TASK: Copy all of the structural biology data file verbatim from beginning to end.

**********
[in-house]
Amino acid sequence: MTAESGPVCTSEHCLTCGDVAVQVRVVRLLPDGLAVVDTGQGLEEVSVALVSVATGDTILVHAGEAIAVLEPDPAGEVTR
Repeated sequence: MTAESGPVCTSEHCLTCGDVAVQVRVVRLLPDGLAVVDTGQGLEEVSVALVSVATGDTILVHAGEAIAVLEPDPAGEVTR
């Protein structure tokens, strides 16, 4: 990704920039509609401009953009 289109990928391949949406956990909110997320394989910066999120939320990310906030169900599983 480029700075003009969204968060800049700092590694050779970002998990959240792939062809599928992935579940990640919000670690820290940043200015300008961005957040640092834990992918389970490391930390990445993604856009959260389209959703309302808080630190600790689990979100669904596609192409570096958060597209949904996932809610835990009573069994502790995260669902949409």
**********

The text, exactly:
[in-house]
Amino acid sequence: MTAESGPVCTSEHCLTCGDVAVQVRVVRLLPDGLAVVDTGQGLEEVSVALVSVATGDTILVHAGEAIAVLEPDPAGEVTR
Repeated sequence: MTAESGPVCTSEHCLTCGDVAVQVRVVRLLPDGLAVVDTGQGLEEVSVALVSVATGDTILVHAGEAIAVLEPDPAGEVTR
């Protein structure tokens, strides 16, 4: 990704920039509609401009953009 289109990928391949949406956990909110997320394989910066999120939320990310906030169900599983 480029700075003009969204968060800049700092590694050779970002998990959240792939062809599928992935579940990640919000670690820290940043200015300008961005957040640092834990992918389970490391930390990445993604856009959260389209959703309302808080630190600790689990979100669904596609192409570096958060597209949904996932809610835990009573069994502790995260669902949409």